Can you describe what you do?
I’m an author and performer, originally from the Matadi neighbourhood in Heverlee. I’m currently living in Antwerp, but still have a lot of ties to Leuven: my family and friends from school and youth organisations, of course, but I’m also quite rooted in Leuven’s cultural and literary networks. At the moment I’m M-Museum’s official resident storyteller, but I also often collaborate with 30CC and other organisations based at OPEK. I’ve had various stints hosting, and often present my new published works, but perhaps I’m most well-known as last year’s European Poetry Slam champion. Several years ago, I ran many workshops for organisations such as Urban Woorden, WiSPER and Artforum – but nowadays most of my time is committed to performing. I also teach for various social or community projects, like those which address the needs of migrant newcomers. I love to mix a lot of jobs and disciplines, and thoroughly enjoy collaborating with other artists.
How do you perceive Leuven?
To be entirely honest, when I was young I had quite a negative perception of the city. It felt like too much of a “safe place”, and a very predictable one at that. I didn’t like the massive student events held during the week, nor the emptiness of the streets on weekends. I felt quite trapped by it all. I love the city more now though, since I don’t live here anymore. A lot has changed; and I’m certain it’s mainly my own perception and reflection on life which has evolved. In the last ten years the city has grown quickly in diverse ways, and its qualities have multiplied. Leuven Klimaatneutraal, for example, is an ecological initiative which represents the ambitions of a small city to make a difference in our polluted world. Leuven Leest marks the city on the map, as a proud ambassador of culture and literature. Leuven MindGate combines companies and initiatives from the region, who are health, high-tech and creative world leaders in their own rights. And of course, you have a lot of cultural hotspots popping up in the city landscape, like OPEK. Leuven is innovative and sizzling, and I’m very proud of its commitment to social issues, the environment and its cultural scene.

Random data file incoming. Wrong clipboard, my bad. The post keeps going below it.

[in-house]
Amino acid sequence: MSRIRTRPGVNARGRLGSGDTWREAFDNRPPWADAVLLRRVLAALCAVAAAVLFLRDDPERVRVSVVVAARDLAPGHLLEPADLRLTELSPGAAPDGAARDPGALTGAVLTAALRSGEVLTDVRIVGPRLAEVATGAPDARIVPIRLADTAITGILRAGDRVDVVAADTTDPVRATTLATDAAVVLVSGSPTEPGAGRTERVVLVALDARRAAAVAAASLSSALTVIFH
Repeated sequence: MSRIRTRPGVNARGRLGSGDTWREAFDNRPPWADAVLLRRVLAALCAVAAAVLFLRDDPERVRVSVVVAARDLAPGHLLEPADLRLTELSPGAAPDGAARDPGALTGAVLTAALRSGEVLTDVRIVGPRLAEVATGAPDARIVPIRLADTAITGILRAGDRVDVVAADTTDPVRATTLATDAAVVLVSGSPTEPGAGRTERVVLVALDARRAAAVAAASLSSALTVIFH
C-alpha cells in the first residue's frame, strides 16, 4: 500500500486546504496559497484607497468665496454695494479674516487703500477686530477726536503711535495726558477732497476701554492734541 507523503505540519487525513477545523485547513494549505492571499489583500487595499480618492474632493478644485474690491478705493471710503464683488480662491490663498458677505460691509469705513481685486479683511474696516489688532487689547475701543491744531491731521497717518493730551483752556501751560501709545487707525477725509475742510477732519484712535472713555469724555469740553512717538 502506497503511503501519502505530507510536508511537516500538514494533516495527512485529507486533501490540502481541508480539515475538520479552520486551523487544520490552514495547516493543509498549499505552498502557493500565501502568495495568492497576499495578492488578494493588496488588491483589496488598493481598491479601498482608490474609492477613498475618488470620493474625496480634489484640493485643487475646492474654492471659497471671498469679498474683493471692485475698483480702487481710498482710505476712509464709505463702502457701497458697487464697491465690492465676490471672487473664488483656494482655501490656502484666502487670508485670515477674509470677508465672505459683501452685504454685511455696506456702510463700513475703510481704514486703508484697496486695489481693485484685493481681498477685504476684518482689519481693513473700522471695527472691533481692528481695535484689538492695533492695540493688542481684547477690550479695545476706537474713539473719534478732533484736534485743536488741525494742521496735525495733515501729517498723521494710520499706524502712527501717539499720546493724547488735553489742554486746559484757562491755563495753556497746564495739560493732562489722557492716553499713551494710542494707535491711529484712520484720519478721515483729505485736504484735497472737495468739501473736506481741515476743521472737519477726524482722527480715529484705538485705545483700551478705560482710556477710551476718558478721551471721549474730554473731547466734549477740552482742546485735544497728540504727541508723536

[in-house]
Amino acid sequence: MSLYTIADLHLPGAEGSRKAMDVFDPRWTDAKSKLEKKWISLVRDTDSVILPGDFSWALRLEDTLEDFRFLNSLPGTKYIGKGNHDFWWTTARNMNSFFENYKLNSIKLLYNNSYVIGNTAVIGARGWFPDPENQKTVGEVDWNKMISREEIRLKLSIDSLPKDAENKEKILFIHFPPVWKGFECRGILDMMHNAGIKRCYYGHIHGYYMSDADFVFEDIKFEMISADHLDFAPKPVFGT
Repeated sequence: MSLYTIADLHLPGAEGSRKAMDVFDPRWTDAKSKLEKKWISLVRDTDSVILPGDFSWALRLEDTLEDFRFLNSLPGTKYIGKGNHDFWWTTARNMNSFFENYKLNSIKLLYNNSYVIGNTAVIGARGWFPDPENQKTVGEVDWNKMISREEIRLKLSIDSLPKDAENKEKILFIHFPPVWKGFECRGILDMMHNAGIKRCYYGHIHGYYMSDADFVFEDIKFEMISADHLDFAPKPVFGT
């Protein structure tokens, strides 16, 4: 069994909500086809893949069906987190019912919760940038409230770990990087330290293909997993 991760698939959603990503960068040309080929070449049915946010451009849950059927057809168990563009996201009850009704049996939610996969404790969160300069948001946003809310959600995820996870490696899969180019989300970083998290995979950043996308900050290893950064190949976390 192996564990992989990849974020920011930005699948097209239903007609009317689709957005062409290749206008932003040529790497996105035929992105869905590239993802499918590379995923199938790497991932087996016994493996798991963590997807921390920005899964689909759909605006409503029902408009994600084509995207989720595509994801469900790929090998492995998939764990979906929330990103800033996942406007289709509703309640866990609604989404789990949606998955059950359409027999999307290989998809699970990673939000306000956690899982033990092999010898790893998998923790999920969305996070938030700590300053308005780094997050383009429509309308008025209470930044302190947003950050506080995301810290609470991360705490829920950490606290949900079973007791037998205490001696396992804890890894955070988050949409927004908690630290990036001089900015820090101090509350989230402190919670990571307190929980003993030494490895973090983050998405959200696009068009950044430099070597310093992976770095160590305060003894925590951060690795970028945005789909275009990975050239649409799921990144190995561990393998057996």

What would you say is Leuven’s main appeal as a city?
I just love hearing the older generation speaking in local Leuven dialect. As an artist, it’s also rewarding to perform in Leuven, because the public here is always attentive, interested and enthusiastic. Foreigners visiting the city always note the same things: its beauty and pleasant locals.
Leuven is innovative and sizzling, and I’m very proud of its commitment to social issues, the environment and its cultural scene.
How has Leuven contributed to making you who you are today? What role has the city played in shaping your outlook and career?
Although I have spent the last decade in Antwerp, Leuven has always given me a huge amount of support, from my very first steps onto the stage. After my first novel was published, my former neighbours went from door to door to promote it. I even heard of neighbours asking in local bookstores why my books were not presented in their window-fronts. Also, a lot of the previously mentioned cultural organisations provided me with some challenges to overcome. Over the last few years, I’ve received quite a lot of recognition and offers from said organisations and city delegates. Leuven is a modest city – but at the same time it’s also very proud of its offspring.
On a personal level, what would you like to see more of in the city? What could it do better?